by Tristan McConnell
In July 1995, Nedzad Handzic survived the Srebrenica genocide. More than 100 of his relatives, friends, and neighbors did not.
When Serbian troops descended on the Bosnian city, United Nations peacekeepers who had declared it a safe haven stood by as 8,000 people were killed. It was a dark, shameful episode in peacekeeping’s short history, and one the UN has endeavored not to repeat.
But this past December, 40-year-old Handzic felt like it was happening all over — in another conflict in another city on another continent.
On Dec. 15, he watched from inside the UN compound in Juba as terrified civilians, mostly women and children, began to throng the gates, hours after a fresh round of civil war had erupted.
“When it started happening, all the memories of Srebrenica, all the faces, came back to me,” said Handzic, a father of two. The career police officer has been part of UN peacekeeping forces in South Sudan since early 2012.
“I remember thinking, ‘What happened in Srebrenica must not be repeated here.’”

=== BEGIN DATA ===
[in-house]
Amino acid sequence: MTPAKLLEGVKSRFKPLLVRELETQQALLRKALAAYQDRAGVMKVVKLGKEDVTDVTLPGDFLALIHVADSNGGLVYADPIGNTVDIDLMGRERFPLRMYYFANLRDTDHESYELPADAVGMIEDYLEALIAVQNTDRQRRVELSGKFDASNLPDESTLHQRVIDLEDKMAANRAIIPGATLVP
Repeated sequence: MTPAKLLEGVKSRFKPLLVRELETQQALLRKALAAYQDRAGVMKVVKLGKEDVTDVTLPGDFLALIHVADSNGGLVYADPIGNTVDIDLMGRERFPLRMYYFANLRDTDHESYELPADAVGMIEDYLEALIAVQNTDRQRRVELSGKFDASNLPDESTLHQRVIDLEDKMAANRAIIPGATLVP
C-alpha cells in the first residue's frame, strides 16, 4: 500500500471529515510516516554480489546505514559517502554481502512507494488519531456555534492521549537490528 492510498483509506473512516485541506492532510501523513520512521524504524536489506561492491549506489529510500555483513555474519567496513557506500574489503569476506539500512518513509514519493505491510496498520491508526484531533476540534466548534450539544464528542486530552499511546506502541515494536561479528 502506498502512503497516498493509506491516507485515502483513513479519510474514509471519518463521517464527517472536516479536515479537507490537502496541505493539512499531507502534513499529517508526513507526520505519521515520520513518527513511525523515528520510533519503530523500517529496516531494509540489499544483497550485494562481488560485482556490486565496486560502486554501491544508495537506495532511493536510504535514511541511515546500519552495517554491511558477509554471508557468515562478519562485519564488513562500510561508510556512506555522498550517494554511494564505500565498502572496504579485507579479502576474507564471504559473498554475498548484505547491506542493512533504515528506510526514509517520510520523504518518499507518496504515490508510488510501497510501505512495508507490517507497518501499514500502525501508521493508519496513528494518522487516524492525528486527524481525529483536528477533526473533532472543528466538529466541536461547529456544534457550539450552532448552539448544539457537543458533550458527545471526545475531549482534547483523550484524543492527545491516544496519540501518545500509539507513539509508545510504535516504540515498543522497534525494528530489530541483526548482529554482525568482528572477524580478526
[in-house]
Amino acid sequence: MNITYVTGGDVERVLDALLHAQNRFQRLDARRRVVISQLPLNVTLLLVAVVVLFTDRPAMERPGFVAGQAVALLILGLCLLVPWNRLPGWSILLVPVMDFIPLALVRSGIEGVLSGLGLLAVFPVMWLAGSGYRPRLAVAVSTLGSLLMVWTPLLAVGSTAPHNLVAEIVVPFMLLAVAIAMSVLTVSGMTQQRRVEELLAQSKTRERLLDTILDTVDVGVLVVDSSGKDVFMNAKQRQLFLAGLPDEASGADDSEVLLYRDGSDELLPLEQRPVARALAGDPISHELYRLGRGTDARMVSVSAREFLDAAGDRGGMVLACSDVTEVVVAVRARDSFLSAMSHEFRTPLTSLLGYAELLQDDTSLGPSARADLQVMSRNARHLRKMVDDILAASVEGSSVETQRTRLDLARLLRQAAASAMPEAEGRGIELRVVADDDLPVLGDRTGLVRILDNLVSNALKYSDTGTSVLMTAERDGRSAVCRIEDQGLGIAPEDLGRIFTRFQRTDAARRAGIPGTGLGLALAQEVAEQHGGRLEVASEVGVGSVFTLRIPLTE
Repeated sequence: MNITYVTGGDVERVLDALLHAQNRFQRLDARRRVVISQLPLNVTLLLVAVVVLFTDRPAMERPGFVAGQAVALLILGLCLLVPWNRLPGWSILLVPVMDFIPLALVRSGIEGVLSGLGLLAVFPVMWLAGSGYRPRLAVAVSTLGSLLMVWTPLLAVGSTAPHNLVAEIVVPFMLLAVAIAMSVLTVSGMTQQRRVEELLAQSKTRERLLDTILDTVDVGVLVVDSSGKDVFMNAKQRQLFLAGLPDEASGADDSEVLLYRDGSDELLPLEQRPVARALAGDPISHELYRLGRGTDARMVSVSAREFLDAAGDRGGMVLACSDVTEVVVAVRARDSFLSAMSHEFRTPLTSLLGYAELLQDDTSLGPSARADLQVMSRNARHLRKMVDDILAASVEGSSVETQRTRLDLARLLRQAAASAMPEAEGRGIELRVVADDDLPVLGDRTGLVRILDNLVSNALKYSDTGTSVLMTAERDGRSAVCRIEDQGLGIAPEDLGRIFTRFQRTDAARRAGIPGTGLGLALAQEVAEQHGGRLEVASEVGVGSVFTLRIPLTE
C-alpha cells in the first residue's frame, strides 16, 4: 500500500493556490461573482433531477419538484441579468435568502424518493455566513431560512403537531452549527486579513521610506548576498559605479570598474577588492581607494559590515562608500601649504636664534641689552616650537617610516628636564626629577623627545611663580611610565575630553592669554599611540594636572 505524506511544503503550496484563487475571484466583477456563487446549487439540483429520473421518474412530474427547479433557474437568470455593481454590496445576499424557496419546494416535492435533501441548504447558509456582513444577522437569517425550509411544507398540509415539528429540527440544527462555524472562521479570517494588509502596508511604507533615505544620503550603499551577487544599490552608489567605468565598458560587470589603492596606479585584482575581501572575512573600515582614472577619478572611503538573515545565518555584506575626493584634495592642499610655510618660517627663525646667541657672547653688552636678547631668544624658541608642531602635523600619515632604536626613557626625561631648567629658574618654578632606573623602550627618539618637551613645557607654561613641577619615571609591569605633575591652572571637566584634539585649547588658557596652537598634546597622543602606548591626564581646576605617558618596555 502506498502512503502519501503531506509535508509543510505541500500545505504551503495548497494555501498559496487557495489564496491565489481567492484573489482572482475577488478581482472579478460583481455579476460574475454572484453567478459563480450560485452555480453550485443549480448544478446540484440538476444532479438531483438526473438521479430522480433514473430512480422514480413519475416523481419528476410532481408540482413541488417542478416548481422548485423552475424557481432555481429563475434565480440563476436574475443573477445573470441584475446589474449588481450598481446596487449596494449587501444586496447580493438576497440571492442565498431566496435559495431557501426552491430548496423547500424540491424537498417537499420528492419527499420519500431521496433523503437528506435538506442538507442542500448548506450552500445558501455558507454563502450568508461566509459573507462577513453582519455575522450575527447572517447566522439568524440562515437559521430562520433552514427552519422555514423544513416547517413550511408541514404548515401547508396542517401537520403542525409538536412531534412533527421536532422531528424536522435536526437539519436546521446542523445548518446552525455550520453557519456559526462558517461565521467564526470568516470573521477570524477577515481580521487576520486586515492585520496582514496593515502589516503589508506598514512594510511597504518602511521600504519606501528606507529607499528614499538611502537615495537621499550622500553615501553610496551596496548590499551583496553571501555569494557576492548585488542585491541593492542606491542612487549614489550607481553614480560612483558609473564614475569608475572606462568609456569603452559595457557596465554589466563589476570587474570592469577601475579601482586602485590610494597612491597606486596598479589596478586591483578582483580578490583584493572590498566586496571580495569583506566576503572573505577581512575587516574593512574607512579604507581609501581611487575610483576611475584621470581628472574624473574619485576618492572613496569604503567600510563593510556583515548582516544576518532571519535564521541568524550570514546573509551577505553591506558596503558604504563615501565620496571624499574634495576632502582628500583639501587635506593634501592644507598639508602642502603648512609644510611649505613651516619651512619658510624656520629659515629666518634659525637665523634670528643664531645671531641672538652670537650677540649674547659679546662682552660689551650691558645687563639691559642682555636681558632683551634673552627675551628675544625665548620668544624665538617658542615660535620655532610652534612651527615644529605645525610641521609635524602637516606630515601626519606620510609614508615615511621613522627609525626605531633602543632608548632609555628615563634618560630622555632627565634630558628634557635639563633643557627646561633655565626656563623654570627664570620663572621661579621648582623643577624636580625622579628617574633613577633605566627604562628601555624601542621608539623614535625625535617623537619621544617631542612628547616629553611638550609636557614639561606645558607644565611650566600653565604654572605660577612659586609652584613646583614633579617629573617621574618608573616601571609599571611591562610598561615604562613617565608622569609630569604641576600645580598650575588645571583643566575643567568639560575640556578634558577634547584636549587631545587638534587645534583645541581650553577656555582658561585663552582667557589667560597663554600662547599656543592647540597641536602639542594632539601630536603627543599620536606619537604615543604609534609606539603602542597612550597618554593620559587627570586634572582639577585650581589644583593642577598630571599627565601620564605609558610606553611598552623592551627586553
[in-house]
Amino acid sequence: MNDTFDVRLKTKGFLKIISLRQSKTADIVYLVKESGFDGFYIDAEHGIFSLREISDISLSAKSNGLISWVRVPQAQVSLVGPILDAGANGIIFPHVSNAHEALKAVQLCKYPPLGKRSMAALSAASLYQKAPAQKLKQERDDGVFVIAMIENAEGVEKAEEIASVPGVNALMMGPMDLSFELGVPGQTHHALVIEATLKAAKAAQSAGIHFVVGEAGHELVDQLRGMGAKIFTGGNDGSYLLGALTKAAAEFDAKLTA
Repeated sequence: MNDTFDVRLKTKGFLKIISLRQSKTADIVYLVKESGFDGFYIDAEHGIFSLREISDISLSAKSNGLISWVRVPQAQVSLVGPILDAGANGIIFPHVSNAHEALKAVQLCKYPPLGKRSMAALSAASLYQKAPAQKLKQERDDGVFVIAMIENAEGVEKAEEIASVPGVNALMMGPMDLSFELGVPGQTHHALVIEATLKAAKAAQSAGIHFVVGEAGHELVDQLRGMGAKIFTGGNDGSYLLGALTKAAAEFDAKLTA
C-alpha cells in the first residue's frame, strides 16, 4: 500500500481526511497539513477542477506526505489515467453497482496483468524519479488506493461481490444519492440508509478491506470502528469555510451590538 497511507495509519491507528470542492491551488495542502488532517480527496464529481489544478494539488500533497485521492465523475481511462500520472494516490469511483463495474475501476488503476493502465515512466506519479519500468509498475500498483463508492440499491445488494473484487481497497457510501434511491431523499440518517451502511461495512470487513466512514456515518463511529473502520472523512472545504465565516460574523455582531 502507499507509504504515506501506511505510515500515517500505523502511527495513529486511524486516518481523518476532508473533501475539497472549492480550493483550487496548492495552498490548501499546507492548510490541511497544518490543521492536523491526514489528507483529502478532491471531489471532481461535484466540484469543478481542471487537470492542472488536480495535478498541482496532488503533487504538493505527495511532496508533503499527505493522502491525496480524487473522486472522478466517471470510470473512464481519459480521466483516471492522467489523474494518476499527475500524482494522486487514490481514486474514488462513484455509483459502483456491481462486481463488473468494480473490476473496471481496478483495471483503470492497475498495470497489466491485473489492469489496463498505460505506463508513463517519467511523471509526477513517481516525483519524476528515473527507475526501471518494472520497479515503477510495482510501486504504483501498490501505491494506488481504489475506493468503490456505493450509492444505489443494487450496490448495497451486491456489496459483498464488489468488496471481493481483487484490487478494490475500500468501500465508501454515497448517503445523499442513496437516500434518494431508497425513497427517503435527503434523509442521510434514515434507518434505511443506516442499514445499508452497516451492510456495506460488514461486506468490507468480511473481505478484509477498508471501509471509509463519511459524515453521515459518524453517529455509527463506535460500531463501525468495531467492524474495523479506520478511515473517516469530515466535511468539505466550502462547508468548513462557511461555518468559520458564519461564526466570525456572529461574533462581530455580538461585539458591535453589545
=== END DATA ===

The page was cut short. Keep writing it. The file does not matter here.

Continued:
Handzic had been awakened earlier that morning by the sound of gunfire coming from the center of the capital.
It was 1 a.m. The shooting was sporadic at first, but by dawn, there was sustained gunfire all over town — some of it very close — and then the louder sounds of tanks and artillery. “Moment by moment shooting was growing, more and more,” said Handzic.
A lull in the middle of the afternoon gave civilians their chance: they grabbed their children and what few possessions they could carry and headed for the large UN base next to Juba’s airport, where they begged for protection.
At first they came in small family huddles. Then entire neighborhoods started showing up together, until there were more than 5,000 people gathered outside the UN gates.
“You could see on their faces that they were very scared. They were civilians, they were not part of the fighting,” Handzic said. “My opinion was: if we don’t open the gates these people will be killed.”
Handzic briefed his superiors. On his advice, a request was sent to headquarters in New York asking permission to open the gates to let the people in. Within two hours Handzic was at the western gate with a team of 16 UN police officers ordering it open.
“In that moment you could see they felt somehow that they were protected, they were safe now,” said Handzic.